The Information Society Project symposium at Yale Law School yesterday in New Haven was stimulating and gives cause for optimism that law and software standards processes will eventually catch up with the Internet.
The panel discussions focused attention on the need to acknowledge the policital, legal and economic as well as technical relevance of software code and of software standards processes; that software standards are policies in disguise, that code is law, and that our institutions exist today in the wrong shape to cope with creating and managing technology that serves both public and private interests.
The day represented a start bringing good minds and experience from the standards field together in what will be a multi-decade dialogue ahead (extending on the 10 years we've already logged) to define open standards in a way that will achieve good results.
Grounds for pessimism exist. This was a polite discussion where the word 'Microsoft' was mentioned only once all day (my memory servers me well here), even though Microsoft people contributed well and co-sponsored the event. Yet we sat in the room while Microsoft continues abuses of standards processes (the current ODF v Microsoft Office Open XML conflict at ISO) and continues illegal, unacceptable and dishonest behavior with its application interfaces (Vista, Office, Sharepoint, Windows Server, SQL Server, Dynamics, etc.) -- crimes of which it has already been convicted -- in order to protect its markets. This Elephant in the Living Room and those two single-malts the prior evening conspired to provide me a thumping headache all day; oddly, it went away right when Jason Matusow -- the gentleman -- reached out and shook my hand upon the close. (Yet I'm still very pissed off at him for the timed announcement on Friday supporting the Microsoft-Clever Age-Novell MOOXML-to-ODF translator -- full of baloney and gamesmanship about interop while delivering so poorly...we looked at it right away: the C# routines are hogs and the XSL Transformations weak. And the tactics with JTC 1 makes one shudder and lose hope that there is ever a chance of getting out from under the situation.)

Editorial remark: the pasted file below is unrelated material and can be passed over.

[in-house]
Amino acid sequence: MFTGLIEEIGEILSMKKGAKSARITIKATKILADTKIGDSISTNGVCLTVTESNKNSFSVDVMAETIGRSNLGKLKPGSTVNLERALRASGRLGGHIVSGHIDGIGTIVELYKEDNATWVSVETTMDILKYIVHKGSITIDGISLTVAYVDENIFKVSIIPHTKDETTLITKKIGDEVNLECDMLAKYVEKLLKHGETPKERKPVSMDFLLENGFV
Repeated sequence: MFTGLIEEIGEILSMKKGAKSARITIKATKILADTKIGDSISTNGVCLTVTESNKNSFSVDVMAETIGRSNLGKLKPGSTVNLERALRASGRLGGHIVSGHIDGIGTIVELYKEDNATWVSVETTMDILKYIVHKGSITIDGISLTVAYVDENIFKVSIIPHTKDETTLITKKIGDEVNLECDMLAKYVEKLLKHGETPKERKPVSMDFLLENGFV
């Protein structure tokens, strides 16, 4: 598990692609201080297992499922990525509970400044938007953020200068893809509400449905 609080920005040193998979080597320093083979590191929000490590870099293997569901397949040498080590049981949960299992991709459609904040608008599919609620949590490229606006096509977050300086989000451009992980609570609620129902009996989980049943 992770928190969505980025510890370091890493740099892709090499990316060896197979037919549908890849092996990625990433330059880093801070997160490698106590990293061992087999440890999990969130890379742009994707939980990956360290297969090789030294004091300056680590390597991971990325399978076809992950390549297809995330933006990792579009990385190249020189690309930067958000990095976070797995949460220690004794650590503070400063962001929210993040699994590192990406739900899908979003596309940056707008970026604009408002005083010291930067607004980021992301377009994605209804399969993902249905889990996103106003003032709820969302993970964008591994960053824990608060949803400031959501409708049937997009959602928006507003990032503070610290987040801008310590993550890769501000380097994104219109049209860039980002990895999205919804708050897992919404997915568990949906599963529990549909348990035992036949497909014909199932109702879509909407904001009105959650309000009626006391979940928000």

On the plus side, markets themselves are less kind these days to Microsoft and its self-preservational eccentricities (evidence: Mac's success, Zune's failure, Vista's cool reception), and Harvard, Yale, MIT, UC Berkely & NYU law & media integration programs (the ones I'm aware of) are producing constructive conversations in the right directions and generating graduate students who are trickling into the field to make impact. This is an interesting and vibrant conversation and it's spilling out from these elite institutions, already having an influence.
One takes what one wants or needs to hear in these settings. For myself, here's three things I heard that I like a lot.
I. 'Miltiple standards to do the same thing are a mess.'
(Peter Strickx - FEDICT, Belgium)
Peter was funny and quite to the point. It was very useful to see how Belgium's three-culture, three-language system has produced a "weak-federal" governmental structure in which the federal entity sees its role as providing services to citizens and, equally, to the strong regional and local governments. This is the context in which XML offers an unusually clear opportunity for smooth-working government processes flexible enough to address the cross-cultural requirements. That's why ODF -- for one standard -- shouts out to the Belgians, louder than to most other areas.
II. "Standards inherently limit innovation! That's the purpose of standards!"
(Rishab Gosh - University of Maastricht, First Monday)
A clear outline of economics & standards which will have made the Microsoft representatives uncomfortable (though they remained outwardly stoic). My loud applause was an infantile gesture to ensure they felt even less comfortable.
III. 'Standards are policies: code is law'
(Vittorio Bertola, John Palfrey & Robin Gross)
The reference is to Lessig's Code and Other Laws of Cyberspace. Larry Lessig is always in the room when standards and law come up. And rightly so. These are prominent and durable ideas that are going to influence the re-structuring of our governments' and businesses' attitudes to software standards.
I learned speaking with John Palfrey (Berkman Center's director), and from his mercifully focused remarks on the Law panel, that his direction this year will be to define what it means to be an open standard and then map that in the general case to a set of desirable outcomes. This should provide a much needed reference for specific standards cases and for standards bodies to contrast their efforts and shape appropriate policies.
On the day, the panels were very good (boring only in a few individual cases). The leaders at Yale's Information Society Project -- Jack Balkin, Eddan Katz & Visiting Fellow, Laura DeNardis -- deserve to be pleased with the result. And the student fellows in ISP and from elsewhere who attended have a lot to chew on.
I regret missing dinner (back to the nest I went by Amtrak), since some of these people are starting to feel like a family to me.
I would really love to see a list of possible position paper topics -- Daniel Benoliel mentioned this during his excellent panel moderation -- suggested by this symposium. This could give the Student Fellows and people elsewhere ways to embrace, extend & enhance the conversation.
Sutor -- who presented well and succinctly -- later showed me his Second Life stuff and it really is compelling -- not to be sniffled at.